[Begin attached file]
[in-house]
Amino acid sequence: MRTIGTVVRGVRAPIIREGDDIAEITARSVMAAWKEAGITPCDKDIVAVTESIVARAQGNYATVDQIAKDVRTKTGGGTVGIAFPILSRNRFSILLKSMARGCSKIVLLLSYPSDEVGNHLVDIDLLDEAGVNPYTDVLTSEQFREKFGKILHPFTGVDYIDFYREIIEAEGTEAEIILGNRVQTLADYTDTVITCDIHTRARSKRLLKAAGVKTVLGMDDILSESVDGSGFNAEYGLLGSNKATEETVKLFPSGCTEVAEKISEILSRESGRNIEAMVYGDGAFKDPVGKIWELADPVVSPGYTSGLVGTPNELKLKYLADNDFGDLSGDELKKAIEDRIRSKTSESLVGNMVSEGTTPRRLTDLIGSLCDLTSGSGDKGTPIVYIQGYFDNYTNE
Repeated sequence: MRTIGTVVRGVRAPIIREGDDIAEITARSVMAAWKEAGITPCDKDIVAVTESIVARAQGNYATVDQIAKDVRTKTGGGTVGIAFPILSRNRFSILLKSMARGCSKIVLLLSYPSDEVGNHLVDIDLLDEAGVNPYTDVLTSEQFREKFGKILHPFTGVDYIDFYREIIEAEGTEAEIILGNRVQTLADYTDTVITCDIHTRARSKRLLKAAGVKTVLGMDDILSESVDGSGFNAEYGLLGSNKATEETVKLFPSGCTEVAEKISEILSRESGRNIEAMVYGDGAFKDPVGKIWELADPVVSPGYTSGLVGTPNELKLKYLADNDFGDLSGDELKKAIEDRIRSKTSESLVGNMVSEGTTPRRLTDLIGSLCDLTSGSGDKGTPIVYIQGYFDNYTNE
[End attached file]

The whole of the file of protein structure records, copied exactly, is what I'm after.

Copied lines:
[in-house]
Amino acid sequence: MRTIGTVVRGVRAPIIREGDDIAEITARSVMAAWKEAGITPCDKDIVAVTESIVARAQGNYATVDQIAKDVRTKTGGGTVGIAFPILSRNRFSILLKSMARGCSKIVLLLSYPSDEVGNHLVDIDLLDEAGVNPYTDVLTSEQFREKFGKILHPFTGVDYIDFYREIIEAEGTEAEIILGNRVQTLADYTDTVITCDIHTRARSKRLLKAAGVKTVLGMDDILSESVDGSGFNAEYGLLGSNKATEETVKLFPSGCTEVAEKISEILSRESGRNIEAMVYGDGAFKDPVGKIWELADPVVSPGYTSGLVGTPNELKLKYLADNDFGDLSGDELKKAIEDRIRSKTSESLVGNMVSEGTTPRRLTDLIGSLCDLTSGSGDKGTPIVYIQGYFDNYTNE
Repeated sequence: MRTIGTVVRGVRAPIIREGDDIAEITARSVMAAWKEAGITPCDKDIVAVTESIVARAQGNYATVDQIAKDVRTKTGGGTVGIAFPILSRNRFSILLKSMARGCSKIVLLLSYPSDEVGNHLVDIDLLDEAGVNPYTDVLTSEQFREKFGKILHPFTGVDYIDFYREIIEAEGTEAEIILGNRVQTLADYTDTVITCDIHTRARSKRLLKAAGVKTVLGMDDILSESVDGSGFNAEYGLLGSNKATEETVKLFPSGCTEVAEKISEILSRESGRNIEAMVYGDGAFKDPVGKIWELADPVVSPGYTSGLVGTPNELKLKYLADNDFGDLSGDELKKAIEDRIRSKTSESLVGNMVSEGTTPRRLTDLIGSLCDLTSGSGDKGTPIVYIQGYFDNYTNE